He is one of my favorite people. His mom and me are great friends, and he is just 6 weeks older than HJ.
We even had a double baby shower together…
Oh pregnant bellies!
When Courtney was 28 weeks pregnant, little baby Alex was diagnosed with a condition called Agenesis Corpus Callosum. Have you ever heard of that? I hadn’t either, which is why I want to help spread awareness!
With this diagnosis, Courtney and her husband reached out to a group called NODCC, or National Organization for Disorders of the Corpus Callosum. Here is some info from there website to help explain that the diagnosis means:
The corpus callosum (call o sum) is the largest connective pathway in a human brain. It is made of more than 200 million nerve fibers that connect the left and right sides (hemispheres) of the brain.
If we cut a brain in half down the middle, we would also cut through the fibers of the corpus callosum. When looking at the middle side of one half of the brain, for example, in magnetic resonance imaging (MRI), the corpus callosum looks like a cross-section of a mushroom cap at the center of the brain.
Each hemisphere of the brain is specialized to control movement and feeling in the opposite half of the body, and each hemisphere specializes in processing certain types of information (such as language or spatial patterns). Thus, to coordinate movement or to think about complex information, the hemispheres must communicate with each other. The corpus callosum is the main connector that allows that communication.
In a typical infant brain, the corpus callosum develops between 12 to 16 weeks after conception (near the end of the first trimester). While the entire structure develops prior to birth, the fibers of the corpus callosum continue to become more and more effective and efficient on into adolescence. By the time a child is approximately 12 years of age, the corpus callosum functions essentially as it will in adulthood, allowing rapid interaction between the two sides of the brain. From this age on (and typically earlier) as the corpus callosum becomes increasingly functional in their typically developing peers, children with ACC appear to fall behind developmentally because the corpus callosum is absent.
Physically, complete ACC is a condition that does not change. It will not get worse. Since the corpus callosum is already absent, it cannot regenerate or degenerate. Likewise, in partial ACC and hypoplasia, once the infant’s brain is developed, no new callosal fibers will emerge.
In that sense, disorders of the corpus callosum are conditions one must “learn to live with” rather than “hope to recover from.” Long-term challenges are associated with malformation of the corpus callosum, but this in no way suggests that individuals with DCC cannot lead productive and meaningful lives.
• Behavioral Characteristics Related to DCC
This is an overview of the behavioral characteristics which are often evident in individuals with DCC.
- Delays in attaining developmental milestones (for example, walking, talking,reading). Delays may range from very subtle to highly significant.
- Clumsiness and poor motor coordination, particularly on skills that require coordination of left and right hands and feet (for example, swimming, bike riding, tying shoes, driving).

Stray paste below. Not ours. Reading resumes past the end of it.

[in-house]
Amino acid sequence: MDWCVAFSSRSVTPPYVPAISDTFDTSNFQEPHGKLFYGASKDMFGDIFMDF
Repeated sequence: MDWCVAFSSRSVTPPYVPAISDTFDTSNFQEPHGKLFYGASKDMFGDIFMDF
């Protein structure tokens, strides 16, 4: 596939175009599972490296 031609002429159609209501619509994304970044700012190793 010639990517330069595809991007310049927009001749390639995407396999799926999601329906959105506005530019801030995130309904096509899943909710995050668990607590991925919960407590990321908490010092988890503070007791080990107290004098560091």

- Atypical sensitivity to particular sensory cues (for example, food textures, certain types of touch) but often with a high tolerance to pain.
- Difficulties on multidimensional tasks, such as using language in social situations (for example, jokes, metaphors), appropriate motor responses to visual information (for example, stepping on others’ toes, handwriting runs off the page), and the use of complex reasoning, creativity and problem solving (for example, coping with math and science requirements in middle school and high school, budgeting).
- Challenges with social interactions due to difficulty imagining potential consequences of behavior, being insensitive to the thoughts and feelings of others, and misunderstanding social cues (for example, being vulnerable to suggestion, gullible, and not recognizing emotions communicated by tone of voice).
- Mental and social processing problems become more apparent with age, with problems particularly evident from junior high school into adulthood.
- Limited insight into their own behavior, social problems, and mental challenges.
These symptoms occur in various combinations and severity. In many cases, they are attributed incorrectly to one or more of the following: personality traits, poor parenting, ADHD, Asperger’s Syndrome, Nonverbal Learning Disability, specific learning disabilities, or psychiatric disorders. It is critical to note that these alternative conditions are diagnosed through behavioral observation. In contrast, DCC is a definite structural abnormality of the brain diagnosed by an MRI. These alternative behavioral diagnoses may, in some cases, represent a reasonable description of the behavior of a person with DCC. However, they misrepresent the cause of the behavior.
I know, it’s a lot of medical jargon. But you know what is absolutely incredible? Little Alex is 3 years old and has met milestone after milestone. He is an amazing, silly little boy.
And while Alex’s family knows they may have a few challenges down the road, they know how blessed each and every day is with this little miracle.
That is why they want to help give back to the NODCC, the organization that has helped to support them! Click here to see their fundraising site and learn how you can help the NODCC. If you can, please share this post with everyone you know. If nothing else, it will help to spread awareness!